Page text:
Bowel cancer campaign is relaunched
This was published under the 2010 to 2015 Conservative and Liberal Democrat coalition government
The Department of Health has today relaunched the Be Clear on Cancer bowel cancer campaign.
Incorporating TV and radio advertising as well as face-to-face events around the country, the campaign, which runs until the end of September, features real GPs and encourages people who have had blood in their poo or looser poo for 3 weeks or more to see their doctor.
Care Services Minister Paul Burstow said:
No one likes thinking about cancer, or talking about their poo. But the plain fact is no one dies of embarrassment, they can die of cancer if they don’t get an early diagnosis. If you show any of the key symptoms, tell your GP. It could save your life. Early diagnosis makes a huge difference to your chance of survival. That’s why we are building on the success of our recent national campaign which led to more people getting checked out by their GP.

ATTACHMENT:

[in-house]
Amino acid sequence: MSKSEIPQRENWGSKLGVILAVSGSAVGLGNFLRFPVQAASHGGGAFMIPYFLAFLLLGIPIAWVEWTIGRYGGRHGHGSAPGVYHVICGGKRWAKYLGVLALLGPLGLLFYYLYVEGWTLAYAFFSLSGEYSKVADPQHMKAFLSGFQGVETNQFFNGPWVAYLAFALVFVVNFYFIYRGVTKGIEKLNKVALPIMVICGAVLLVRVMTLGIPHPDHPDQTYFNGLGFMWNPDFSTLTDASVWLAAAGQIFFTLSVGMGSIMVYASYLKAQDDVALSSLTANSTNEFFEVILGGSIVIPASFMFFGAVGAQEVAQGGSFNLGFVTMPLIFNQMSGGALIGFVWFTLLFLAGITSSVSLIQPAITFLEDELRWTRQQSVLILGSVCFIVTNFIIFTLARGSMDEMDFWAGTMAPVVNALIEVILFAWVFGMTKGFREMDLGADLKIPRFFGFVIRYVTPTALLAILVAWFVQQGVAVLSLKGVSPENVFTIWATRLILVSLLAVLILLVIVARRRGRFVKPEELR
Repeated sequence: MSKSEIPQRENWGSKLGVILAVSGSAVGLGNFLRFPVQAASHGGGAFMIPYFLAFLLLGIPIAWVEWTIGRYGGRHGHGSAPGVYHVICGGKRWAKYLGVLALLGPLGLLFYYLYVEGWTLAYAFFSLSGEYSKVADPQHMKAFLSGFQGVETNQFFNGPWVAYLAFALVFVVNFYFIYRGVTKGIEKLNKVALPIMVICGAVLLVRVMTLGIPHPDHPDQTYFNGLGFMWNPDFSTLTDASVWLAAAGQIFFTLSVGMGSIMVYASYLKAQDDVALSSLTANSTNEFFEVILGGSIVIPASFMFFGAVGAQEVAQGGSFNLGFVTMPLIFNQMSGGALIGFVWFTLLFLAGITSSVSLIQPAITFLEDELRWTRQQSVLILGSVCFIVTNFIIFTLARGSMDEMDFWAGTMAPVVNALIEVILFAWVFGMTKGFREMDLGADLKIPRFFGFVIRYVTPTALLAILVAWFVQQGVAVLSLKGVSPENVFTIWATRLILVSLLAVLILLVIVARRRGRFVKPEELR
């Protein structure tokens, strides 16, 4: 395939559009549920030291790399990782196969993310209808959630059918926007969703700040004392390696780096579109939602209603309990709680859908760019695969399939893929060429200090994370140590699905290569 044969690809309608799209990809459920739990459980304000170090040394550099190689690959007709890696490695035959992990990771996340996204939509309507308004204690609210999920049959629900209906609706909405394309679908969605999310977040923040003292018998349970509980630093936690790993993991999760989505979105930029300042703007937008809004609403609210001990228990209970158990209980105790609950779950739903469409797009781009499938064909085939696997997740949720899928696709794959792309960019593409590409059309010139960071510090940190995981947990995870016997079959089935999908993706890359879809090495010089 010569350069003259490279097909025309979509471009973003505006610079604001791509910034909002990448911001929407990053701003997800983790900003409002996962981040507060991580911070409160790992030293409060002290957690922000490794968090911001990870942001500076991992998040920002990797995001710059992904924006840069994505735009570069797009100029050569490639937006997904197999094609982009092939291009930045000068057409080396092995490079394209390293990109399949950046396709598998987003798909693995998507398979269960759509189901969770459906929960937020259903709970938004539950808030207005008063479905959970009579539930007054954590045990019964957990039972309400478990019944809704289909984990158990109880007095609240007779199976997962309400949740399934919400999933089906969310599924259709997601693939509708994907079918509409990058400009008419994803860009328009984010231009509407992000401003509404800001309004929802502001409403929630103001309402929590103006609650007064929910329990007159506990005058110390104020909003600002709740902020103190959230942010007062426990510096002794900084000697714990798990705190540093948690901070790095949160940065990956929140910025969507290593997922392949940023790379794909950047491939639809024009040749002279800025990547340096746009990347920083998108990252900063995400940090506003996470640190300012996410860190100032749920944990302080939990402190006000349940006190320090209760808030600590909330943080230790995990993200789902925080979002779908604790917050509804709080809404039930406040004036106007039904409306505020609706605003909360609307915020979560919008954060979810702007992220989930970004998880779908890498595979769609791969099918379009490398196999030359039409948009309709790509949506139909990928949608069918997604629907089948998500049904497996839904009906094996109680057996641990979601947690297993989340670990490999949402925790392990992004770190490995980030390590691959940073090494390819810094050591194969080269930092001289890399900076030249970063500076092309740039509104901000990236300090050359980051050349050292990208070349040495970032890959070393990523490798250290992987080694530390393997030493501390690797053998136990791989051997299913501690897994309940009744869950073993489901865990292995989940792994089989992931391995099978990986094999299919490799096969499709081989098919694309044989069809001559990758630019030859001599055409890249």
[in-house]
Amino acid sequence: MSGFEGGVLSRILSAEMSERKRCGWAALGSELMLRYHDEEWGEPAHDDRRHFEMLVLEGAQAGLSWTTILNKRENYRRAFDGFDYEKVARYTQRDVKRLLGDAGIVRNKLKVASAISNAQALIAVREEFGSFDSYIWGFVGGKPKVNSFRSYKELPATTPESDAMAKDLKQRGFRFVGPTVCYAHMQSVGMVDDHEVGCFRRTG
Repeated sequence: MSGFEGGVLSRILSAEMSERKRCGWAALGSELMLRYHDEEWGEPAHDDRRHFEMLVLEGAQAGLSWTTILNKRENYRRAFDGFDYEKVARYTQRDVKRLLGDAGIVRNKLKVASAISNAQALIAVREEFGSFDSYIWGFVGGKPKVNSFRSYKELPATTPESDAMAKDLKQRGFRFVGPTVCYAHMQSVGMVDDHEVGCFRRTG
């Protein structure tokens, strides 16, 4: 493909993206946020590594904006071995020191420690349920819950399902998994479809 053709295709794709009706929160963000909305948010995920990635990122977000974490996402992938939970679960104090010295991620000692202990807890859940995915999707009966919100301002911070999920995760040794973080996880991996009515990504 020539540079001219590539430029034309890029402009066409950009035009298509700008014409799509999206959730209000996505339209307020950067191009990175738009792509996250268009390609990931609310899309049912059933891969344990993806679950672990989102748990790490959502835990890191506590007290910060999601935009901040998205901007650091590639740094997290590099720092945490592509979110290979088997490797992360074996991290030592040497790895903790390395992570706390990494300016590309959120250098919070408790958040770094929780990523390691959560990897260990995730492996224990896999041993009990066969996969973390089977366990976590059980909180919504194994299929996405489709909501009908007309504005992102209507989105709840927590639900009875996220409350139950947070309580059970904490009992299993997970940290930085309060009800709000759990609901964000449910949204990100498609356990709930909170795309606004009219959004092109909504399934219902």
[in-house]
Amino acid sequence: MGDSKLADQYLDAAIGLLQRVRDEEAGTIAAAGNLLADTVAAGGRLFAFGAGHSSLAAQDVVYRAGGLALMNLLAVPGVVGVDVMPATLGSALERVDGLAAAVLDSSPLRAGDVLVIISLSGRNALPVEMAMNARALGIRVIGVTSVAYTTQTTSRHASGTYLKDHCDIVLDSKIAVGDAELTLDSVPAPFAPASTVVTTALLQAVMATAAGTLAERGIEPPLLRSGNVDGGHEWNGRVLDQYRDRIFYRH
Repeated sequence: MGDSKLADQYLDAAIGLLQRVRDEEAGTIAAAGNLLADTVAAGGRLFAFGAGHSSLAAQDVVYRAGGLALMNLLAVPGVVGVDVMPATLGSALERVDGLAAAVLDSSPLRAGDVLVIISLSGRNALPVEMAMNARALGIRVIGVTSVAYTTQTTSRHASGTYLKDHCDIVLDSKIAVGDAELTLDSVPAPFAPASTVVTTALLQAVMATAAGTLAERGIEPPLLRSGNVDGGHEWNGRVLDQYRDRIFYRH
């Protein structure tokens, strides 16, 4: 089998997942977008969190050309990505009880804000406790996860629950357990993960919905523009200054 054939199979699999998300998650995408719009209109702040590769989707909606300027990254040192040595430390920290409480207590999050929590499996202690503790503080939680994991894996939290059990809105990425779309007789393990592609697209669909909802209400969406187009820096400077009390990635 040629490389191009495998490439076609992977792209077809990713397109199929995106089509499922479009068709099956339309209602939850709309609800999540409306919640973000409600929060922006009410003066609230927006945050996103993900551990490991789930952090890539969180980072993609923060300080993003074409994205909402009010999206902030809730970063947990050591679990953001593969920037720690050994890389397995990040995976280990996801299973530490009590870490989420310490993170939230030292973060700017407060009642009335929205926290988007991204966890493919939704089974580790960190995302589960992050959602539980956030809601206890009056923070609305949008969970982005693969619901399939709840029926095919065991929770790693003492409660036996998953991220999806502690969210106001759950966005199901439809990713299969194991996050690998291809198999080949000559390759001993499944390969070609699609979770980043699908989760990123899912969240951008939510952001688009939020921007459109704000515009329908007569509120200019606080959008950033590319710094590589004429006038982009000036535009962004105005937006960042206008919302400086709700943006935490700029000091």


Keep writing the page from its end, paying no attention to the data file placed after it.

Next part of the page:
Bowel cancer is England’s third most common cancer, with around 34,000 new cases each year. It affects both men and women and is responsible for around 13,200 deaths a year. Around 9 out of 10 people diagnosed with bowel cancer are aged over 55 and those with a family history are at more risk.
General awareness of the early symptoms is low, but early detection of bowel cancer makes it more treatable. It is estimated that 1,700 additional lives could be saved each year if England’s bowel cancer survival rate matched the best in Europe.
For more information on the campaign, visit www.nhs.uk/bowelcancer